Wow. I do not know if I can accurately describe what I saw just now, but I will try.
First I heard yelling in the street, which is pretty common, so I didn’t pay much attention, but then certain words began to register — “oh my god are you SERIOUS … oh my god WILLIAMSBURG,” etc. (I do not live in Williamsburg) — but I still figured it was just a brief cab scuffle. Things went quiet for a while, then, a couple minutes later, “Are you Arecibo? ARE. YOU. ARECIBO?” I think I missed a sentence or two at this point, but what eventually drew me to the window was “oh my GOD are you fucking KIDDING ME it’s fucking HAVEMEYER AND BROADWAY, how can you fucking NOT know WHERE THAT IS. Oh my god. Oh my GOD.” I would describe her, but maybe I don’t need to. “Williamsburg? BROADWAY? PETER LUGER?? BROOKLYN BRIDGE?!? Oh my god, this is fucking UN-believable.”
She was on the corner across from my building (in a residential neighborhood) yelling into the open window of a stopped car-service taxi (Arecibo — great, by the way). “And how much are you fucking going to charge me for this? FIFTEEN? Oh my god, no. NO. The other guy said twelve. It’s like a fucking three-minute drive” (no, it isn’t) “and how can you fucking not know where Broadway is? Why doesn’t anyone fucking know anything, oh my GOD,” and she got into the car. Girl, good luck today!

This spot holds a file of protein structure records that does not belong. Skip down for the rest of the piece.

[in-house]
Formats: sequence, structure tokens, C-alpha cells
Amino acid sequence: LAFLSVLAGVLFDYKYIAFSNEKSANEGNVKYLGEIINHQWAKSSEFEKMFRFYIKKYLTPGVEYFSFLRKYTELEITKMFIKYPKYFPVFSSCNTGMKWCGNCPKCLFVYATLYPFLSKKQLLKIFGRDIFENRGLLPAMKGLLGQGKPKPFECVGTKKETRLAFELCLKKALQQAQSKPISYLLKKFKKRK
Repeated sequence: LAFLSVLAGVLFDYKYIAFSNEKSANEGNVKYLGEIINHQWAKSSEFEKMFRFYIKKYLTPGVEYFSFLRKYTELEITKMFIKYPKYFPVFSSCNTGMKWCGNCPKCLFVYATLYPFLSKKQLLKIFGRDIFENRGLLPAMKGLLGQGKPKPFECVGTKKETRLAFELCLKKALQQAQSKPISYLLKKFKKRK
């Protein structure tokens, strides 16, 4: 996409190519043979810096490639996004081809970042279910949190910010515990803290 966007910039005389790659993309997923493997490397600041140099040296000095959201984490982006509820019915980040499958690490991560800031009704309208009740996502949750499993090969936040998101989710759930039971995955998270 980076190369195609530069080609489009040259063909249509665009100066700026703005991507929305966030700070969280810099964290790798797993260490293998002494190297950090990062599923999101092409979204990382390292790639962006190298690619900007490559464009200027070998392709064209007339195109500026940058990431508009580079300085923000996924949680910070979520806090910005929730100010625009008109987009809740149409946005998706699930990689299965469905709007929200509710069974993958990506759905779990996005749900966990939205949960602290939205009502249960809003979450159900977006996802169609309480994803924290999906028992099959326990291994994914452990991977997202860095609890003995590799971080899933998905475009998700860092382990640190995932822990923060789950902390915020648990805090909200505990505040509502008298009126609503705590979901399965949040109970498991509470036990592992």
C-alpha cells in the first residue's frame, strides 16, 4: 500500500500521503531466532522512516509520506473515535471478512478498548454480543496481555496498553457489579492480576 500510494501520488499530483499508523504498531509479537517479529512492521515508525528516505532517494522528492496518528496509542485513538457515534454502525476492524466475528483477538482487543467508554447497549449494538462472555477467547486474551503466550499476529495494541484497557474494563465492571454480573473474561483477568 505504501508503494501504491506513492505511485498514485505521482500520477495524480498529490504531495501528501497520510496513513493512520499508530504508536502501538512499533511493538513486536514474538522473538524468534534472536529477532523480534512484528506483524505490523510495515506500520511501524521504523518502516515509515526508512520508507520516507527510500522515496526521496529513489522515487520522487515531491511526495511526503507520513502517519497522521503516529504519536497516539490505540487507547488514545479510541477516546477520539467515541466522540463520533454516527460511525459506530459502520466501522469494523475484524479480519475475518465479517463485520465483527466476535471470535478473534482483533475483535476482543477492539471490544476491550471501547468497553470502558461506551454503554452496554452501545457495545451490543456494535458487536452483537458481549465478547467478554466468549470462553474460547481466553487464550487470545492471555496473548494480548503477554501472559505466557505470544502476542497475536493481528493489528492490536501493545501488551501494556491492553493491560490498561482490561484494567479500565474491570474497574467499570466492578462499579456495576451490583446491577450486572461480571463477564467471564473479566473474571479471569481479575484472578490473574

Updated to include: There was also a moment, mid-rant, when she wavered, and it looked like she’d maybe mentally stepped back to consider what she was doing — yelling swears at a stranger, at 10:30 a.m., in the street — and when it seemed like she might tone it down or even apologize. But then you could see her deciding that to do so would also be an implicit admission that she’d done something wrong, and she continued yelling. I keep thinking about that moment, and about having or lacking the courage to try to fix something when it’s easier to leave it broken. Anyway, it’s true the driver should have known how to get to Broadway.